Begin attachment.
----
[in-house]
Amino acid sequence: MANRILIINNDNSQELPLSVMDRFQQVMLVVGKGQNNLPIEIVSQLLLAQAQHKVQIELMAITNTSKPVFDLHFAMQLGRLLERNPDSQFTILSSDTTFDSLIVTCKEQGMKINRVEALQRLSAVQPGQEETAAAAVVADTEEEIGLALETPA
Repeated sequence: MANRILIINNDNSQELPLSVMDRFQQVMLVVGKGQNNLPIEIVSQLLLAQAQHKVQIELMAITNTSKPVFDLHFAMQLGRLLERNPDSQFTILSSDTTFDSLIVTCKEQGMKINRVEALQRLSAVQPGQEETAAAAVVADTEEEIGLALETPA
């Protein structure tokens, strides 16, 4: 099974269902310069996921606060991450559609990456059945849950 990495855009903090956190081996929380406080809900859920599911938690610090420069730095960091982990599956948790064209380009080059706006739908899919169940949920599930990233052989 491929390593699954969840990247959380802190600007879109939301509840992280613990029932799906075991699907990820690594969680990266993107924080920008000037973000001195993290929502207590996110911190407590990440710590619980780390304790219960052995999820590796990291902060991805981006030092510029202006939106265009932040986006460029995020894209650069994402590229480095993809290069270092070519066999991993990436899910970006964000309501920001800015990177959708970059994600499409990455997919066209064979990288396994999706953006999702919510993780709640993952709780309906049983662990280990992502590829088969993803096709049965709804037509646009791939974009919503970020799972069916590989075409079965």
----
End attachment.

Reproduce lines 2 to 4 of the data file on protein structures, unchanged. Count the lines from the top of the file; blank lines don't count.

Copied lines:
Amino acid sequence: MANRILIINNDNSQELPLSVMDRFQQVMLVVGKGQNNLPIEIVSQLLLAQAQHKVQIELMAITNTSKPVFDLHFAMQLGRLLERNPDSQFTILSSDTTFDSLIVTCKEQGMKINRVEALQRLSAVQPGQEETAAAAVVADTEEEIGLALETPA
Repeated sequence: MANRILIINNDNSQELPLSVMDRFQQVMLVVGKGQNNLPIEIVSQLLLAQAQHKVQIELMAITNTSKPVFDLHFAMQLGRLLERNPDSQFTILSSDTTFDSLIVTCKEQGMKINRVEALQRLSAVQPGQEETAAAAVVADTEEEIGLALETPA
């Protein structure tokens, strides 16, 4: 099974269902310069996921606060991450559609990456059945849950 990495855009903090956190081996929380406080809900859920599911938690610090420069730095960091982990599956948790064209380009080059706006739908899919169940949920599930990233052989 491929390593699954969840990247959380802190600007879109939301509840992280613990029932799906075991699907990820690594969680990266993107924080920008000037973000001195993290929502207590996110911190407590990440710590619980780390304790219960052995999820590796990291902060991805981006030092510029202006939106265009932040986006460029995020894209650069994402590229480095993809290069270092070519066999991993990436899910970006964000309501920001800015990177959708970059994600499409990455997919066209064979990288396994999706953006999702919510993780709640993952709780309906049983662990280990992502590829088969993803096709049965709804037509646009791939974009919503970020799972069916590989075409079965």